Written by Jackson Barnett
The U.S. Coast Guard’s plans to continue teleworking could be compromised by weak data verification on how many of its members still work remotely, according to the Government Accountability Office. found in a new report.
The maritime service may not be performing the necessary weekly audits of the surveys it collects on people who telecommute, which could cloud the picture of how many people need technology to support their connectivity outside of Coast Guard offices. Working with inaccurate data could lead to poor planning of future technical requirements and budgeting to support Coast Guard IT, according to the report.
“Coast Guard officials were unable to provide assurance or evidence that deliberately designed weekly audits to verify the accuracy and completeness of this data were underway,” the report said. “Without such assurance, the Coast Guard could rely on inaccurate and incomplete information to make decisions based on that data, for example to assess its operational readiness. “
The Coast Guard, which is part of the Department of Homeland Security, was also unable to confirm the number of telecommuting agreements it has signed with employees and guards, further clouding the image of telecommuting. The GAO recommended that the service address the situation by implementing plans to ensure that all people working remotely have a telework agreement, by verifying telework survey data, and by putting in place additional checks to ensure that supervisors review telecommuting agreements at least annually.
“The GAO found that the Coast Guard lacked control over telecommuting documentation and that its personal data was unreliable,” the report said.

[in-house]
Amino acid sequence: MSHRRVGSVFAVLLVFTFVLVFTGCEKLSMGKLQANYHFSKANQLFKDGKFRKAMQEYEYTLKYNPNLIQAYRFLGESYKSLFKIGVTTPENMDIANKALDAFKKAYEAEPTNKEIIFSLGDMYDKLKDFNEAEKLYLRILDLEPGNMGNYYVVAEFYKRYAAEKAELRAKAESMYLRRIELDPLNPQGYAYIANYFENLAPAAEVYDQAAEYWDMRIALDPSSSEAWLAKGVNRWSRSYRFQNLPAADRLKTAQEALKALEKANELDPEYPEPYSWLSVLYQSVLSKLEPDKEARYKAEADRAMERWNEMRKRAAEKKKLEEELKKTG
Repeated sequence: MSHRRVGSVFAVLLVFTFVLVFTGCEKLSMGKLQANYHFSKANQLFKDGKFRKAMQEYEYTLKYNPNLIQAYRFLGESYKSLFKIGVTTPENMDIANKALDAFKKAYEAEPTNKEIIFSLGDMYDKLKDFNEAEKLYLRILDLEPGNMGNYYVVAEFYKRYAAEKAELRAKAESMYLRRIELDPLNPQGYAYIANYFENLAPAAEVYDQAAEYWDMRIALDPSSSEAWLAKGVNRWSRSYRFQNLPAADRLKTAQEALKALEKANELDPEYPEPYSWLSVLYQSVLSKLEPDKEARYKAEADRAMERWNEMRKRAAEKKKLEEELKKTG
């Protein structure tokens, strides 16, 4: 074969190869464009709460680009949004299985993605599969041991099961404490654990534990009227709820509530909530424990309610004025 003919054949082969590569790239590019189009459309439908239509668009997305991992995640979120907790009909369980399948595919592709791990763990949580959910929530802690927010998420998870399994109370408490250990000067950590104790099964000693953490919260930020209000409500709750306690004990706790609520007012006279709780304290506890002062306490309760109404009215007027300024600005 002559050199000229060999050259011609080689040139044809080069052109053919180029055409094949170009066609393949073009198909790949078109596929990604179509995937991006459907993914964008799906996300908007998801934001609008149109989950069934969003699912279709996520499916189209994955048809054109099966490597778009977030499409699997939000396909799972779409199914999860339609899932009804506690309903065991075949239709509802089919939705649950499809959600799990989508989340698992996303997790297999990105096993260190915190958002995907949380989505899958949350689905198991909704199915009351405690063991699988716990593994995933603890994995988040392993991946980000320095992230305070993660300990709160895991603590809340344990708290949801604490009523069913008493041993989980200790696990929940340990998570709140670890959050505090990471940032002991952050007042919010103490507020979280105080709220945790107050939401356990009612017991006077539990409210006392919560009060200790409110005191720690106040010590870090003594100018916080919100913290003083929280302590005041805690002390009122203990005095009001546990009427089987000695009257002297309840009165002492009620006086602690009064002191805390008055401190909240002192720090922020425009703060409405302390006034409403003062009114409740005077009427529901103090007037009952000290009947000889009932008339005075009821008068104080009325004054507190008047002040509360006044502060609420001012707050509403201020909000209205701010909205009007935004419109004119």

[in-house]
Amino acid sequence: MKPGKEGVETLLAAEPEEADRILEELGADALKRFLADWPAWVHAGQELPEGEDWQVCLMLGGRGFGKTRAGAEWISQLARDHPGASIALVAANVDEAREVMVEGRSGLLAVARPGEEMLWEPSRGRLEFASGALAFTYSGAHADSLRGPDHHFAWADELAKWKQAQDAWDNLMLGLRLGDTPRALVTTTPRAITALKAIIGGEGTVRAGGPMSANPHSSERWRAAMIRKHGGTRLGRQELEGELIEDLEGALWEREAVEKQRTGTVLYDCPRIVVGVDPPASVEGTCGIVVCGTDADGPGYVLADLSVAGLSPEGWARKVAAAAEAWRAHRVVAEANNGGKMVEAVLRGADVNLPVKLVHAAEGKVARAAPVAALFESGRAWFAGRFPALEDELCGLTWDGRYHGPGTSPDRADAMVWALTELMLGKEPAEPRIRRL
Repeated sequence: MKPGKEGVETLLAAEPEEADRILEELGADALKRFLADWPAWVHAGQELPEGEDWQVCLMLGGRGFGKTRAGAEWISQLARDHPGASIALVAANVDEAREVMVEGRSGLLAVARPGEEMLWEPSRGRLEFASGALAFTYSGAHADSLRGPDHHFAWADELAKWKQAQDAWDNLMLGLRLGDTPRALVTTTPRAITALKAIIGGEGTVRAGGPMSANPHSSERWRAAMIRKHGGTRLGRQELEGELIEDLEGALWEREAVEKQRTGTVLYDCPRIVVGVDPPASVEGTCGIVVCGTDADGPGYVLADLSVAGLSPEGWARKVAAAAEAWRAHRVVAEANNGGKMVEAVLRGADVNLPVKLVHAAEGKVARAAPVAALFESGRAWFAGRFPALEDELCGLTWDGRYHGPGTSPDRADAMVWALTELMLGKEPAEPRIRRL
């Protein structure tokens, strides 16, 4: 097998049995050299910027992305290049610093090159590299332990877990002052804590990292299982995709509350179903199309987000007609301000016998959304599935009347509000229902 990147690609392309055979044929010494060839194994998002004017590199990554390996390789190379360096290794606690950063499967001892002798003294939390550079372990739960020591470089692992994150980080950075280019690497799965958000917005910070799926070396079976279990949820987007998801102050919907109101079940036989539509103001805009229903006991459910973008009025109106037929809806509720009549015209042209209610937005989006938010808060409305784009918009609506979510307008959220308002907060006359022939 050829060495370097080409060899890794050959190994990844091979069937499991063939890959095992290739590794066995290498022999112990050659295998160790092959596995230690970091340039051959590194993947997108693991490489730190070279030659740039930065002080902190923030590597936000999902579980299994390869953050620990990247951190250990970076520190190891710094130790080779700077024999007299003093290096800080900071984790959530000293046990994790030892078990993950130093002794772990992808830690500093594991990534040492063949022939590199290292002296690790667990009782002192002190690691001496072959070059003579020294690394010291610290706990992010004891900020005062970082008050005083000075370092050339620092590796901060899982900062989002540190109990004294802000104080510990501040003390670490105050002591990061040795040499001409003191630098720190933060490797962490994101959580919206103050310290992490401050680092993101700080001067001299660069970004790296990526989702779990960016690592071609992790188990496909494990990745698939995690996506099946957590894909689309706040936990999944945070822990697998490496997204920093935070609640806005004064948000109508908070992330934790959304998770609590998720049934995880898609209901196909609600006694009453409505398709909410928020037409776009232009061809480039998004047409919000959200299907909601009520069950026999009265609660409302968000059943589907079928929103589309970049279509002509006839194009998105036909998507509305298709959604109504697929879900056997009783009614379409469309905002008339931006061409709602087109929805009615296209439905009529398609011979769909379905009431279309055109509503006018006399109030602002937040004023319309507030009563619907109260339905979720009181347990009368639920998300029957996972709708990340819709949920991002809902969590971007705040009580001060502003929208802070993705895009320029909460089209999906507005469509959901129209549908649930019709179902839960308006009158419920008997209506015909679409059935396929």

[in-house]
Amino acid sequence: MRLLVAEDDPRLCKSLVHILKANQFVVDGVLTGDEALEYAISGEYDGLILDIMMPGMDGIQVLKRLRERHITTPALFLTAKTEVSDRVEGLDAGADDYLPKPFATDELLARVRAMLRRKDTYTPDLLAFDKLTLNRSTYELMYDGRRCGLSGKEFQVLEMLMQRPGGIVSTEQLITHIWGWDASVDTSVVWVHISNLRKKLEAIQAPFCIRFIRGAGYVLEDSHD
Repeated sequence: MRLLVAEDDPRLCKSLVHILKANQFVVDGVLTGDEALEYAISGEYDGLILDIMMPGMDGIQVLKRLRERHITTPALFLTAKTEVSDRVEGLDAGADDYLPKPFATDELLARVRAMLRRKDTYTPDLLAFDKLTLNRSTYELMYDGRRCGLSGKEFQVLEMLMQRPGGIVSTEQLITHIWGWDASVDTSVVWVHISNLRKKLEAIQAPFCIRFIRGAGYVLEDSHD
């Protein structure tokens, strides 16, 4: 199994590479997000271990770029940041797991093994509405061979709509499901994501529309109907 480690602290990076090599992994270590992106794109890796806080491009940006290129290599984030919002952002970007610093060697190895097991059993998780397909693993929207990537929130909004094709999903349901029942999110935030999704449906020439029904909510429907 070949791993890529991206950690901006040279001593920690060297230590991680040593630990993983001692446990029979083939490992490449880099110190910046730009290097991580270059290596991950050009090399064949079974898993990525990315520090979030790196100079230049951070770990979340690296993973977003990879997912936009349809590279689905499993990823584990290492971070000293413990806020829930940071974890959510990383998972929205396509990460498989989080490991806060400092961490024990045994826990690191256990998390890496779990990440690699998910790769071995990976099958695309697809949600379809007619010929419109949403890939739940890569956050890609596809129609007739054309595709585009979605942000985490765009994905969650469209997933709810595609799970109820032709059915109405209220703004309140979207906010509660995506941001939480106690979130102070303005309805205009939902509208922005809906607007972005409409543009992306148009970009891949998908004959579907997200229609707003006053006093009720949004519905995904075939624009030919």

Coast Guard officials want many staff and rangers to continue telecommuting for the foreseeable future, a prospect that GAO warns requires careful analysis of its telecommuting data to ensure it has enough back-tech technology. end to take over.
Interviews by GAO also showed that at the start of the pandemic, the service lacked bandwidth and laptops to support its staff working from home. The CARES bill money provided the Coast Guard with the necessary equipment, but how it is used and in what capacity is unclear due to a lack of data audits on its telework investigations.
“During the pandemic, the Coast Guard faced challenges in balancing the need to protect its personnel with its responsibility to continue missions and operations,” according to the report.
The Coast Guard has been in the midst of a “technological revolution” since 2020 to modernize its aging systems and migrate its technology to the cloud. Commander Karl Schultz said the service needed to come out of the ’90s to improve connectivity on both its cutters and onshore offices. Meanwhile, the service added Wi-Fi to some cutters and replaced outdated desktops with “two-in-one tablets.”